Blythefield, which has hosted such prestigious events as the 1953 Western Am and the 1961 Western Open, an event won by Arnold Palmer, has been providing West Michigan with one of the state's most beautiful championship layouts since 1928. More recently, Rickie Fowler won the 2005 Western Junior there.

Blythefield CCBlythefield Country Club in Grand Rapids

"Having the best women golfers in the world, not just the best golfers in the city or the state, but in the world play here is another great chapter in Blythefield history," said Patti Butcher, the current general manager and director of golf at the course. "We're excited to help bring this to the community and partner with Meijer. It truly is historic."

The tree-lined course has experienced very little change by way of design since Arnold Palmer's victory there in over fifty years ago, and Choi got her first look at the country club when she traveled there last week to accept her official exemption.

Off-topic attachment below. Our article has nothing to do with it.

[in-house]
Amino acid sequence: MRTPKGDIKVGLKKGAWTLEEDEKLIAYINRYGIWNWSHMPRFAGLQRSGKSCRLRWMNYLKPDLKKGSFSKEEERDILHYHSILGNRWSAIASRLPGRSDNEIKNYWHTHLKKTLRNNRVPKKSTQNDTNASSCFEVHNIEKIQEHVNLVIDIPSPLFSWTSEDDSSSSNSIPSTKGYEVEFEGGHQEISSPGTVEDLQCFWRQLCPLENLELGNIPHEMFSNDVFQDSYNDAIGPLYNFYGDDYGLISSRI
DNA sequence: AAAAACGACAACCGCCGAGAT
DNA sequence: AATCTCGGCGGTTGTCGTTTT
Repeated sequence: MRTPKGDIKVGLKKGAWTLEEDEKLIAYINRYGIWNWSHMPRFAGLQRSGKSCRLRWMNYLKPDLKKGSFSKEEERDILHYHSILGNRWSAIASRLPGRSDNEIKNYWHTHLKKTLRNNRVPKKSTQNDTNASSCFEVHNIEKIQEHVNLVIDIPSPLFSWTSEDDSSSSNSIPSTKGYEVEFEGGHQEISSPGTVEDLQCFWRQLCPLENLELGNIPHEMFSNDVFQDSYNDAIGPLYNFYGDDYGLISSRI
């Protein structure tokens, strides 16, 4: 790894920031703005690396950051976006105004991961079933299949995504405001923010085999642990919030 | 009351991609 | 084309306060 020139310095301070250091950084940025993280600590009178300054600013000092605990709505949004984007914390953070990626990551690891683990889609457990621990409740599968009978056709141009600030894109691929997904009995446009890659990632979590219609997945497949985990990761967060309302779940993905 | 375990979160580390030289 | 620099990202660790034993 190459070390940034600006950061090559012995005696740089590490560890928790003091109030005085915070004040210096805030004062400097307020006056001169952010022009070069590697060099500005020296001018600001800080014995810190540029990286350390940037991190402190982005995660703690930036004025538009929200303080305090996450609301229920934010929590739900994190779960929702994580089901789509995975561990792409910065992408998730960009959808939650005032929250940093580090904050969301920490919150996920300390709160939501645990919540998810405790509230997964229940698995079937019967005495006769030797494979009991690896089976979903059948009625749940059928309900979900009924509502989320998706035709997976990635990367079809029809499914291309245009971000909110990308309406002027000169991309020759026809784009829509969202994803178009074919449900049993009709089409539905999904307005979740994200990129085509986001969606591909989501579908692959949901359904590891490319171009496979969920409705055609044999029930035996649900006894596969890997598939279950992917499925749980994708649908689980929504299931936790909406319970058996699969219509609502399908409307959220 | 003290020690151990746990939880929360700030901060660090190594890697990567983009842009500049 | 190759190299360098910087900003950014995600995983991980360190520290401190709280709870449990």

"The course looked to be in great shape," said Choi, who explored the putting greens, but will not play her first practice round until next week. "I heard that the course demands shaping shots off the tee, so I'm looking forward to being able to use my imagination with my shot selections and having some fun with it."

As a family-owned retailer based in Grand Rapids, Mich., Meijer's driving mission behind the LGPA Classic is feeding the hungry and strengthening the community it serves. The tournament will help provide meals to families in need with all proceeds supporting the Meijer Simply Give program that replenishes shelves of food pantries throughout the Midwest.

Choi, who led U-M in five of 10 events, including four of six spring tournaments, accepted her award alongside Michigan State's exemption recipient, fifth-year senior Lindsey McPherson, a native of Flushing, Mich.

"We know these ladies have great careers ahead of them -- both on and off the field -- and we're thrilled to have them play in the tournament this year," said tournament director Lesley Baker. "Giving these local amateurs a chance to prove themselves on the biggest stage is great, not only for the players, but also for the fans and community."

McPherson and Choi MSU's Lindsey McPherson and Grace Choi pose for a photo